Activating X-Mode by long pressing one of the AirTriggers moderately increases the benchmarks achieved by the smartphone. Allowing for more bragging rights over smartphones in a similar price range.
Adoption of 144Hz in the mobile games is still a bit lackluster even in 2020, however, some games do support it like Dead Trigger 2 and Vainglory. We have decided to mix some of the more popular games as well as games with high refresh rate support to see what kind of framerate the ROG Phone 3 can produce.
The ROG Phone 3 maintained high and steady framerates on all the games we played. 60fps-locked titles such as Call of Duty: Mobile, PUBG Mobile, and Mobile Legends did not pose any problems for the device. Heavier titles such as Dead Trigger 2 with support for 144fps also did not faze the device in anyway.
The ROG Phone 3 has a massive 6,000mAh battery, which should keep you playing throughout the day. Despite the large battery, ASUS has decided to stick with 30W charging instead of faster solutions. It seems that they are more concerned with the longevity of the battery rather than the wait to fill it. In our experience, the smartphone can filled up to 100% from empty in around 2 hours which is a bit pedestrian given that it has a flagship price.
In order to extend the lifetime of the battery, the ROG Phone 3 employs quite a few tricks in their software. You can now set custom limits to the charge capacity via the PowerMaster app through the battery settings. There’s a 10W Slow Charging mode that can decreases the heat output of the battery while charging.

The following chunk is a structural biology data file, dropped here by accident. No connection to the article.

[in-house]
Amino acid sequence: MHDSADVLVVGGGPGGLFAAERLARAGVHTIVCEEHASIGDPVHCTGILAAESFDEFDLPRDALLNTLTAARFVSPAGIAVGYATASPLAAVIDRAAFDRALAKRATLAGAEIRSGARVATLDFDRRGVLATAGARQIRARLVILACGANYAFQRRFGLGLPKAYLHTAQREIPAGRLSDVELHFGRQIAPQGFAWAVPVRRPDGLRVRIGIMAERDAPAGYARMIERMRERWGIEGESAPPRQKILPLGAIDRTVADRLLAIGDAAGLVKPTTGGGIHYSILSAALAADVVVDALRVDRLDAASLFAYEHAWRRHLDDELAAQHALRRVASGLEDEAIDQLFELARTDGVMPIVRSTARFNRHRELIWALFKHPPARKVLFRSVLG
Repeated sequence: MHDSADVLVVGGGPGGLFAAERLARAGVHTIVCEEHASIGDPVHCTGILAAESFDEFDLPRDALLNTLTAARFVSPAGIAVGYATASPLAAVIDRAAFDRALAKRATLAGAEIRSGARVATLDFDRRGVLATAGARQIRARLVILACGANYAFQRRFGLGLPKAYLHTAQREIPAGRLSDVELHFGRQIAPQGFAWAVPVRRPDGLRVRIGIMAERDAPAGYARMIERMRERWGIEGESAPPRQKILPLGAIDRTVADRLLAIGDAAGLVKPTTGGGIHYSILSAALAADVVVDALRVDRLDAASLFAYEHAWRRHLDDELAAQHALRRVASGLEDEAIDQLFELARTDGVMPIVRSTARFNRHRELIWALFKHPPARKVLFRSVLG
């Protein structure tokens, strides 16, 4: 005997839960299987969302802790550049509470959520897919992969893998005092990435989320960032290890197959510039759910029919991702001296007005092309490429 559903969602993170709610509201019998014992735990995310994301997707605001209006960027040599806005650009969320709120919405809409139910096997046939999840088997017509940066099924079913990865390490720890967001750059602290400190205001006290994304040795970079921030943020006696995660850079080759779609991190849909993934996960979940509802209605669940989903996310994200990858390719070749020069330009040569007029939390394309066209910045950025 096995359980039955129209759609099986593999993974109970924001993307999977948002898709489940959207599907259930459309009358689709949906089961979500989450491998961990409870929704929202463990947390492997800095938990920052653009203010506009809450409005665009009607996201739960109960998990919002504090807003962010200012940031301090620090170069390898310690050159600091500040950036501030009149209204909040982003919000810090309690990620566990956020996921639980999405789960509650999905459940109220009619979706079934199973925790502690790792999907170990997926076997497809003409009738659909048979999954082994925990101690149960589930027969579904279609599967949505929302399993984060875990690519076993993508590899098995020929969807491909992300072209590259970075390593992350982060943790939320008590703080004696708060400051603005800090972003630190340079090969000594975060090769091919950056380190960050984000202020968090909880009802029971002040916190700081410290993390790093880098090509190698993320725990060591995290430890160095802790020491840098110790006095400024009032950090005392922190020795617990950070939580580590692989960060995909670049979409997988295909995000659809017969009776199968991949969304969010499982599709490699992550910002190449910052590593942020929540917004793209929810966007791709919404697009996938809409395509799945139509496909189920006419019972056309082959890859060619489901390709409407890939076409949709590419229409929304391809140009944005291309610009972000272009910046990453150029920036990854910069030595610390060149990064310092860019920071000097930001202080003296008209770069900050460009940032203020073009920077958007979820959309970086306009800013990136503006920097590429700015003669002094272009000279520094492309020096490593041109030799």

Passthrough charging is also supported by the ROG Phone 3. This lets the smartphone to get power directly from the plug instead of the battery once it’s done charging instead of the smartphone using the battery and the battery getting trickle charge throughout the charging session.
In terms of battery benchmarks, the smartphone is able to reach more than 13 hours of playtime with medium brightness and volume in PCMark Work 2.0. This is pretty impressive given that the test was done with the display running at 144Hz. If you want to get a few more hours of usage, you can switch to 60Hz to reduce battery drain.
Like other entries in the ROG Phone series, the ROG Phone 3 is relatively weak in the camera game compared to similarly priced smartphones. Charging is a bit last generation as well with other manufacturers now pushing 120W charging onto their devices in order to keep charging time down.
There is one aspect, however, that the ASUS ROG Phone 3 does extremely well: gaming. With a 144Hz display with awesome colors as well as a chipset that can handle everything that you can throw at it, the ROG Phone 3 is undoubtedly a premiere gaming smartphone for the hardcore.
Priced starting at PhP 49,995, if you want a well-rounded smartphone experience, then it might disappoint you with its unremarkable camera performance, big footprint, and comparatively slow charging. But If you value gaming over anything else, the ROG Phone 3 will be the smartphone for you.